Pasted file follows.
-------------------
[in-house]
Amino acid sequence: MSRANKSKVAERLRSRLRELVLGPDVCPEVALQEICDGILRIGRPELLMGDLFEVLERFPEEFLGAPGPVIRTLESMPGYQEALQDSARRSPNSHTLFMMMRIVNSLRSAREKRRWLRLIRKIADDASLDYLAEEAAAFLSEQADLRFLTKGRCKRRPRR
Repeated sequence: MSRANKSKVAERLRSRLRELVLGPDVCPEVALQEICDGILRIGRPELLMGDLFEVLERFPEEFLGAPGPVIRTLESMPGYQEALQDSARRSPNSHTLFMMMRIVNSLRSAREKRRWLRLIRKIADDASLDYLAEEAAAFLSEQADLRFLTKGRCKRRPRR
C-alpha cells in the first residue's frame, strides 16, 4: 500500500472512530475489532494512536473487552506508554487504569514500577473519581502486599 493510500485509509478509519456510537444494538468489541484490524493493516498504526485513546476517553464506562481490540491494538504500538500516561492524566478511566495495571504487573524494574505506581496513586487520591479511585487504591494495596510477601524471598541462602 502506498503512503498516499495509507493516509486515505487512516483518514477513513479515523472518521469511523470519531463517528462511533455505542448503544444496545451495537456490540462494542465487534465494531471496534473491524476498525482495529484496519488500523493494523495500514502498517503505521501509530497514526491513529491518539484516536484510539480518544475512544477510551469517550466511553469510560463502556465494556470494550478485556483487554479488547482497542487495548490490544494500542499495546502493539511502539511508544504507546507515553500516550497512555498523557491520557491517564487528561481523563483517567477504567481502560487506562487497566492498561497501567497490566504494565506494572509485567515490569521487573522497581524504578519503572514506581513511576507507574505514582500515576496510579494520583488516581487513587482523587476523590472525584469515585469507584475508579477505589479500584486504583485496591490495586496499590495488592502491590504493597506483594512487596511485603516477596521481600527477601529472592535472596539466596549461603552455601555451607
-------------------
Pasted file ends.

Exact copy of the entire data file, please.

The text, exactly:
[in-house]
Amino acid sequence: MSRANKSKVAERLRSRLRELVLGPDVCPEVALQEICDGILRIGRPELLMGDLFEVLERFPEEFLGAPGPVIRTLESMPGYQEALQDSARRSPNSHTLFMMMRIVNSLRSAREKRRWLRLIRKIADDASLDYLAEEAAAFLSEQADLRFLTKGRCKRRPRR
Repeated sequence: MSRANKSKVAERLRSRLRELVLGPDVCPEVALQEICDGILRIGRPELLMGDLFEVLERFPEEFLGAPGPVIRTLESMPGYQEALQDSARRSPNSHTLFMMMRIVNSLRSAREKRRWLRLIRKIADDASLDYLAEEAAAFLSEQADLRFLTKGRCKRRPRR
C-alpha cells in the first residue's frame, strides 16, 4: 500500500472512530475489532494512536473487552506508554487504569514500577473519581502486599 493510500485509509478509519456510537444494538468489541484490524493493516498504526485513546476517553464506562481490540491494538504500538500516561492524566478511566495495571504487573524494574505506581496513586487520591479511585487504591494495596510477601524471598541462602 502506498503512503498516499495509507493516509486515505487512516483518514477513513479515523472518521469511523470519531463517528462511533455505542448503544444496545451495537456490540462494542465487534465494531471496534473491524476498525482495529484496519488500523493494523495500514502498517503505521501509530497514526491513529491518539484516536484510539480518544475512544477510551469517550466511553469510560463502556465494556470494550478485556483487554479488547482497542487495548490490544494500542499495546502493539511502539511508544504507546507515553500516550497512555498523557491520557491517564487528561481523563483517567477504567481502560487506562487497566492498561497501567497490566504494565506494572509485567515490569521487573522497581524504578519503572514506581513511576507507574505514582500515576496510579494520583488516581487513587482523587476523590472525584469515585469507584475508579477505589479500584486504583485496591490495586496499590495488592502491590504493597506483594512487596511485603516477596521481600527477601529472592535472596539466596549461603552455601555451607